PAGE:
I’ve had a post floating around in my head for a while now, but I just haven’t had time to put finger to keyboard. And now it seems it’s a bit late. Because things have changed. I wanted to write about how positive I’m feeling about my running this year and how well it’s been going. Then I got stopped in my tracks.
But I’m going to start at the beginning anyway. The post I wanted to write.
At the start of 2017, I was questioning whether I should ever run a half marathon again. I’d had to pull out of the 2015 Cheltenham half marathon and was close to pulling out of the 2016, both due to recurring injuries on my left side. Maybe a half marathon was just too much? Maybe I should just do 10ks instead?
My blogging friend Pink Oddy was doing the Tewkesbury half marathon in May and asked me to join her. But I couldn’t do it. I wasn’t fit enough. I wasn’t strong enough. I was stuck with my recurring injuries.
I thought about yoga and acupuncture (I already do lots of stretches after running that I learned from a physio a couple of years ago), but two factors meant I didn’t do any more than think about them. Money and time. The two things parents never have enough of.
And then I couldn’t resist signing up for Cheltenham half marathon 2017.
My training this year was a bit different. And it really worked. I was running more often and doing more miles in total, but not so many long runs. I felt fitter, stronger. I felt invincible. I loved running more than ever.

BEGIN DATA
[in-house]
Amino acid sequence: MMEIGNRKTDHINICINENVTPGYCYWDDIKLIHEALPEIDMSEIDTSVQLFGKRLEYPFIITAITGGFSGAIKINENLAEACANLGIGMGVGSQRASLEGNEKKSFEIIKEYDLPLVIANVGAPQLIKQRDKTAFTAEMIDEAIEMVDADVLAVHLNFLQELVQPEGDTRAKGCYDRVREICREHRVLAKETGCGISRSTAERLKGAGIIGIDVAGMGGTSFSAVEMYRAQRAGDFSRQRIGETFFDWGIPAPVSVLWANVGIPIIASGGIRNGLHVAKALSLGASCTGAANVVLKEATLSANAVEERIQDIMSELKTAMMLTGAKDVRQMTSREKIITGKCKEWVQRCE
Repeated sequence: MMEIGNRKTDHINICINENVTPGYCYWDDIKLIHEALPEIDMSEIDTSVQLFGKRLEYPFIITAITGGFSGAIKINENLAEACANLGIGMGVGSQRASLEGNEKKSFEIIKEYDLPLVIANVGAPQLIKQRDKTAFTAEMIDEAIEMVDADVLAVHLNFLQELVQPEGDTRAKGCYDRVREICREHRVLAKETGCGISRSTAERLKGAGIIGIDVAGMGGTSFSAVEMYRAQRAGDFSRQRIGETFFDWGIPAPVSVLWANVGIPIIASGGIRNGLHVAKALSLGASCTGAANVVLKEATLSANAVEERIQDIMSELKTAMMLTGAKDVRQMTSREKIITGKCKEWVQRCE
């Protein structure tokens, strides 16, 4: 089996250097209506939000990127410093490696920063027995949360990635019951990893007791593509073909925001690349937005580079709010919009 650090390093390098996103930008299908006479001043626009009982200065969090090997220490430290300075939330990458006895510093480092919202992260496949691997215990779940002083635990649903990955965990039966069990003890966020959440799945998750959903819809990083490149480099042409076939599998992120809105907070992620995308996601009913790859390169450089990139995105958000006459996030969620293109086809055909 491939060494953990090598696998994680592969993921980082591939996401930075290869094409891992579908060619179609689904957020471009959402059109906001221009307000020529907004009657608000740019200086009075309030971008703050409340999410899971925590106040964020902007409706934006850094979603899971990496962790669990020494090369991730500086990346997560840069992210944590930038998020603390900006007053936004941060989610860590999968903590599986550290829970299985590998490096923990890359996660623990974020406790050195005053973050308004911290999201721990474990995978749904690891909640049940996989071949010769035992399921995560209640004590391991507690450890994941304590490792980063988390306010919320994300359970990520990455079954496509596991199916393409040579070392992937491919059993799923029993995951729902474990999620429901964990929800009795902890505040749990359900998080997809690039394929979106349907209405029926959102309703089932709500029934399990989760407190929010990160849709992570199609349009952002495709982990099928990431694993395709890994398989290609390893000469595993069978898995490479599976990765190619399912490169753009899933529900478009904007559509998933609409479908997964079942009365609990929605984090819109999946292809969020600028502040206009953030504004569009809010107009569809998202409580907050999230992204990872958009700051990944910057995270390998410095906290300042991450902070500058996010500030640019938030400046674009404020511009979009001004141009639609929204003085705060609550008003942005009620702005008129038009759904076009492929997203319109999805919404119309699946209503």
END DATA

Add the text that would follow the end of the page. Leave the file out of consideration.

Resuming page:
I ran the Cheltenham half marathon and was just 13 seconds outside my PB.
And, feeling fitter, stronger and invincible, I signed up for the Stroud half marathon three weeks later.
My plan was just to keep running, not to let my fitness slip back too far. Next year I would do the Tewkesbury half marathon in May, not to mention the Cheltenham half marathon and the Stroud half marathon.
But 10 days after the Stroud half marathon I went for a six mile run (or a 10k run if you prefer). Nothing out of the ordinary, just a fastish, regular training run. The sort I do several times a week.
After my run, I ached. In my bum, if you want detail. Not IN it as such. Muscular. The gluteus maximus. And on the right side. I never ache on the right side.
It ached that day and the following day, but had eased up sufficiently for me to do Parkrun the next day. And it really killed on my first few steps. I didn’t run particularly fast, but I was third female overall, which I was very pleased about.
But, oh my goodness, the pain!
I started sitting on ice a couple of times a day and by Thursday, a week after the initial injury, it had eased off sufficiently for me to tackle a four mile run.
I took three or four steps and I was literally stopped in my tracks. I’ve never felt anything like it before. I couldn’t physically run. In the past, pain has been something which is advising me to stop, it hasn’t been something which physically made me stop. It was like there was a clamp all the way round my right hip, groin and glute.
And I knew my invincibility was over for the time being. My dream of the Tewkesbury half marathon is already slipping away. There was nothing for it but physio – and crossed fingers that it can be improved fairly quickly.
I hate not running. I’m just not quite myself when I don’t run. I’m not as happy, not as energetic, not as me. I can still walk and that’s OK. But walking just isn’t running.